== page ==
Even though he has a high-speed fiber optic connection to the Internet, Michael doesn’t want to use it all for backup. So much of his local backup and duplication is done using cloning and Windows’ built-in Xcopy tool, which he manages using home-grown batch files.
Michael also relies on Backblaze Personal Backup for mission-critical data on his family’s personal systems. “I recommend it to everyone I talk to,” he said.
In addition to loads of available local storage for backups, three of his Michael’s personal computers back up to Backblaze. He makes them accessible to family members who want the peace of mind of cloud-based backup. He’s also set up Backblaze for his father in law’s business and his mother’s personal computer.
“I let Backblaze do all the heavy lifting,” he said. “If you ever have a failure, Backblaze will have a copy we can restore.”
Thanks from all of us at Backblaze for spreading the love, Michael!
The 390 TB is spread across six systems, which has led to some logistical difficulties for Michael, like remembering to power up the right one to get what he needs (he doesn’t typically run everything all the time to help conserve electricity).
“Sometimes I have to sit there and think, ‘Where did I store my drone footage,’” Michael said.
To simplify things, Michael is trying to consolidate his setup. And to that end, he recently acquired a decommissioned Storage Pod from Backblaze. He said he plans to populate the 45-bay Pod with as large hard drives as he can afford, which will hopefully make it simpler, easier and more efficient to store all that data.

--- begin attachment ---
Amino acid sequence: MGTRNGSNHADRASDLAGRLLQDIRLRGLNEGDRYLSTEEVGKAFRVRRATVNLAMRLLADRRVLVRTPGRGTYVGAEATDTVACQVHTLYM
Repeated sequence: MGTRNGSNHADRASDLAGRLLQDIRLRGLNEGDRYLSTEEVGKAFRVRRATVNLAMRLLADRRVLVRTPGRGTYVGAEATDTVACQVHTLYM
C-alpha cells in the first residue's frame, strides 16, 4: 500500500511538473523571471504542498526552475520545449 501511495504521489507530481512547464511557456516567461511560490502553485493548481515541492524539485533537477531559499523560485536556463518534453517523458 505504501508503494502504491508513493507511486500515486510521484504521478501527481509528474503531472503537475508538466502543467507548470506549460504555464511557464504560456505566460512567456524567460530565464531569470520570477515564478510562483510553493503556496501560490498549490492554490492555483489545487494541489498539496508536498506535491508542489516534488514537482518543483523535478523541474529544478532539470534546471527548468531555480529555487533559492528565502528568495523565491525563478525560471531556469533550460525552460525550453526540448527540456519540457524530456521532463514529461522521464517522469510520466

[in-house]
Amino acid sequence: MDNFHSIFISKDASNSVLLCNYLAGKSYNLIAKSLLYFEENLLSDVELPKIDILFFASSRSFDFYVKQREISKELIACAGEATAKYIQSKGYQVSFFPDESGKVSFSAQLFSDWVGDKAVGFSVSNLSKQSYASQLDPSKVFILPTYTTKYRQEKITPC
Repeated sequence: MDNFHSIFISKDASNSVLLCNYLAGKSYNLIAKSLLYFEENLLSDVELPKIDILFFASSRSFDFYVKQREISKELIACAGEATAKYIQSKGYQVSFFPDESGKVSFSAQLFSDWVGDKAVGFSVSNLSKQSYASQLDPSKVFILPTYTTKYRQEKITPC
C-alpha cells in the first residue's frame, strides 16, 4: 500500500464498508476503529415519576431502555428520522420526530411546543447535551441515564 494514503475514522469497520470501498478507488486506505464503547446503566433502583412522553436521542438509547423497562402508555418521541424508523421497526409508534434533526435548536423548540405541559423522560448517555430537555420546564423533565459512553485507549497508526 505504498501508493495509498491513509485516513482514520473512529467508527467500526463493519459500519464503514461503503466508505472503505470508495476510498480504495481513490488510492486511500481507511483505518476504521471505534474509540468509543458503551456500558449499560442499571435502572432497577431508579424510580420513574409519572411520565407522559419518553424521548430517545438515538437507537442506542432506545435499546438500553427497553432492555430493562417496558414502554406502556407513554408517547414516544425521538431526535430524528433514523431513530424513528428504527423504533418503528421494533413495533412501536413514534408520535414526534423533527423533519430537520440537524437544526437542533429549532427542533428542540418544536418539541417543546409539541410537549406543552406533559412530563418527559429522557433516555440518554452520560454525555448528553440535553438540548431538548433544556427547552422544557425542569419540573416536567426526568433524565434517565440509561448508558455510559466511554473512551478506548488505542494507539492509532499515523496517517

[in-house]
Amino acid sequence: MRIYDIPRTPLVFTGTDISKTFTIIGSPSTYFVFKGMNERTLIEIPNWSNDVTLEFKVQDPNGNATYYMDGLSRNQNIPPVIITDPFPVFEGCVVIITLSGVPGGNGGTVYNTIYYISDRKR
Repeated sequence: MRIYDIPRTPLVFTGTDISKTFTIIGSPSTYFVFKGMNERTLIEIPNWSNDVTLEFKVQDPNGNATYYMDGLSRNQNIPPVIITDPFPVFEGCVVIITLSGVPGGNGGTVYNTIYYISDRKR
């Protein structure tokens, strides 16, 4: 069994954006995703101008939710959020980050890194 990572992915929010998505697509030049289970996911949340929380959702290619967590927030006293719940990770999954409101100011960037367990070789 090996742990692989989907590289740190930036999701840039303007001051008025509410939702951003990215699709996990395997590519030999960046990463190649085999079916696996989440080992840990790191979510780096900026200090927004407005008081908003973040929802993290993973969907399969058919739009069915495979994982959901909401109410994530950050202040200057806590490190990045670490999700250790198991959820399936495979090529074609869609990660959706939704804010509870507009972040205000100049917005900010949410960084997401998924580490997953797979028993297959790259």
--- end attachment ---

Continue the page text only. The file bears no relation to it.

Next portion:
Well, as soon as he can find a great deal on 8 TB and 10 TB drives, anyway. Keep checking eBay, Michael, and stay in touch! We can’t wait to see what your Storage Pod will look like in action!
I finally got a chance to see Rogue One: A Star Wars Story recently (I know, I’m late to the game, but I was off my feet for a few weeks around the holidays). It got me thinking about data backups and data security. Whether you’re in a small business, an enterprise, the Imperial Forces, or just backing up a home computer, the same rules apply.
Spoiler Alert: If you haven’t seen Rogue One and don’t want any plot details leaked, skip this blog post if you want to stay in the dark.
Test Your Security
The Imperial databank on Scarif is an impressive facility with only one way on and off the planet. That Shield Gate is one heck of a firewall. But Jyn Urso and Cassian Andor prove that Imperial security is fallible. No matter how good you think your data defense is, it can probably be better.